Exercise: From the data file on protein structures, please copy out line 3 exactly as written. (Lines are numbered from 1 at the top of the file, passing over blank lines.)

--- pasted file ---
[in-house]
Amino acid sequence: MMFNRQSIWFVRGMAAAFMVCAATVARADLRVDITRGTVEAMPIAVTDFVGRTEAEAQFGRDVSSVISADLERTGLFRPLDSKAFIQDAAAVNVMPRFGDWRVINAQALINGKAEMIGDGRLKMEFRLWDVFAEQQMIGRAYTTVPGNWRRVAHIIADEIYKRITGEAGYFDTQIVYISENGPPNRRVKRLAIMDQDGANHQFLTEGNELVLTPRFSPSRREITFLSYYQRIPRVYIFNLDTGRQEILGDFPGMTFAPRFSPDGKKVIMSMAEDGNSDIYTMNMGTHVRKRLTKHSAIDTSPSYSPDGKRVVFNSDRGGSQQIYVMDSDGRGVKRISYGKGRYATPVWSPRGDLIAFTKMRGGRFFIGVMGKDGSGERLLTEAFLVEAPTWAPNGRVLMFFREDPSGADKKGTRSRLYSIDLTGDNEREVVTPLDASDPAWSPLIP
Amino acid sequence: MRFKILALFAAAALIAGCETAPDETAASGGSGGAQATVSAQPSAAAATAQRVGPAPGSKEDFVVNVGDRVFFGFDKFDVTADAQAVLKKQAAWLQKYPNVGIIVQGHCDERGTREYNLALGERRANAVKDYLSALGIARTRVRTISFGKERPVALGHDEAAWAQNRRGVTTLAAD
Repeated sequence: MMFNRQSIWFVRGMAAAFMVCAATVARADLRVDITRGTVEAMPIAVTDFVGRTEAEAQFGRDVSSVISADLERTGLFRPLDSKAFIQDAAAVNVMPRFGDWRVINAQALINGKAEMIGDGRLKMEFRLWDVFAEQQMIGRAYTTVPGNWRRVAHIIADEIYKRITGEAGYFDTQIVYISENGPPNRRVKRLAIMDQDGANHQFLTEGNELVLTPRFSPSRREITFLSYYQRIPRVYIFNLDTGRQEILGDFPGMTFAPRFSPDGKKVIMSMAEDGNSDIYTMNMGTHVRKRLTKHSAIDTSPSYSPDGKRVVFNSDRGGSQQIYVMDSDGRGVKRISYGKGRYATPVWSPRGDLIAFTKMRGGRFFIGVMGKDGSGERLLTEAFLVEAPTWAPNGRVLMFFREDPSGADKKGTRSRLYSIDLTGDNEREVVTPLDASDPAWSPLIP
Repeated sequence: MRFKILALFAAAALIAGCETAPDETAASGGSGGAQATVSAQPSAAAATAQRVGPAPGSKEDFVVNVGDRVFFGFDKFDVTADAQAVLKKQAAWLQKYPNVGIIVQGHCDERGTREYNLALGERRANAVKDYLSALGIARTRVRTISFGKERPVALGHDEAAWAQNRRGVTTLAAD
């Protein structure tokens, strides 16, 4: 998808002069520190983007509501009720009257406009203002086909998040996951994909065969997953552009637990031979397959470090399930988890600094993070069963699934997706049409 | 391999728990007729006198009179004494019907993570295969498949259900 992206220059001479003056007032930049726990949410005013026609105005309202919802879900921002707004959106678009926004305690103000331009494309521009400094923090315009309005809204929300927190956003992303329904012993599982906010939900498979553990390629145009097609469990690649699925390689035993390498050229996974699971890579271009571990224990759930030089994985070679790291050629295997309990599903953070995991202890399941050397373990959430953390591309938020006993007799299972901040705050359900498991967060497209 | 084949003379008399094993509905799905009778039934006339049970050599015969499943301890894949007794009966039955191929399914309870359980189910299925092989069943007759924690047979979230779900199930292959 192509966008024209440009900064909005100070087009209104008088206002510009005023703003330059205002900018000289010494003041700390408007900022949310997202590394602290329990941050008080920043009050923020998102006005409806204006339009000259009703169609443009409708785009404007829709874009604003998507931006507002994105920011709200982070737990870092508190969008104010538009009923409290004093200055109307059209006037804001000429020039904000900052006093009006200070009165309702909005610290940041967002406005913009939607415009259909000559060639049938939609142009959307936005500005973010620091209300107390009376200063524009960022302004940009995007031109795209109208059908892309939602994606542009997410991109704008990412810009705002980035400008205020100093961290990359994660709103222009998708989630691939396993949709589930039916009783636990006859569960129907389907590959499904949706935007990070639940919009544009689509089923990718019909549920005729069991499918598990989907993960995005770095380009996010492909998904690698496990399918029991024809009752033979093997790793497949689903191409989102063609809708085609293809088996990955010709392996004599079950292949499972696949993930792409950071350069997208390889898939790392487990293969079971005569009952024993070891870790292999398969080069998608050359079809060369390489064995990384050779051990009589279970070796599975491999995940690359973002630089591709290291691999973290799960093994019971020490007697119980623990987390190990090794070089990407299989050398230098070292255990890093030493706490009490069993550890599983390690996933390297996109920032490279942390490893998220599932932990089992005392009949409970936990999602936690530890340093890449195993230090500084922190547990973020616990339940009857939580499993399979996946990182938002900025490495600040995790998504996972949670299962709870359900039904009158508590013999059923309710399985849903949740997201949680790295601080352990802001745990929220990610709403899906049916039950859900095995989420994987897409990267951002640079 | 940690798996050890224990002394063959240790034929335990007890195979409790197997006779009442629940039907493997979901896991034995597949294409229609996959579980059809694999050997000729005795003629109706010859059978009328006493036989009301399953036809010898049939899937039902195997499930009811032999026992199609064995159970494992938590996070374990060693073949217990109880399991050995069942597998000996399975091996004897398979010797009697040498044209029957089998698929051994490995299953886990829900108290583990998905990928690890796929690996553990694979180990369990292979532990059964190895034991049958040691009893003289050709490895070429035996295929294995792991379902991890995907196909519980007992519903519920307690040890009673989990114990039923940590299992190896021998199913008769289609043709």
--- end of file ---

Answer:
Amino acid sequence: MRFKILALFAAAALIAGCETAPDETAASGGSGGAQATVSAQPSAAAATAQRVGPAPGSKEDFVVNVGDRVFFGFDKFDVTADAQAVLKKQAAWLQKYPNVGIIVQGHCDERGTREYNLALGERRANAVKDYLSALGIARTRVRTISFGKERPVALGHDEAAWAQNRRGVTTLAAD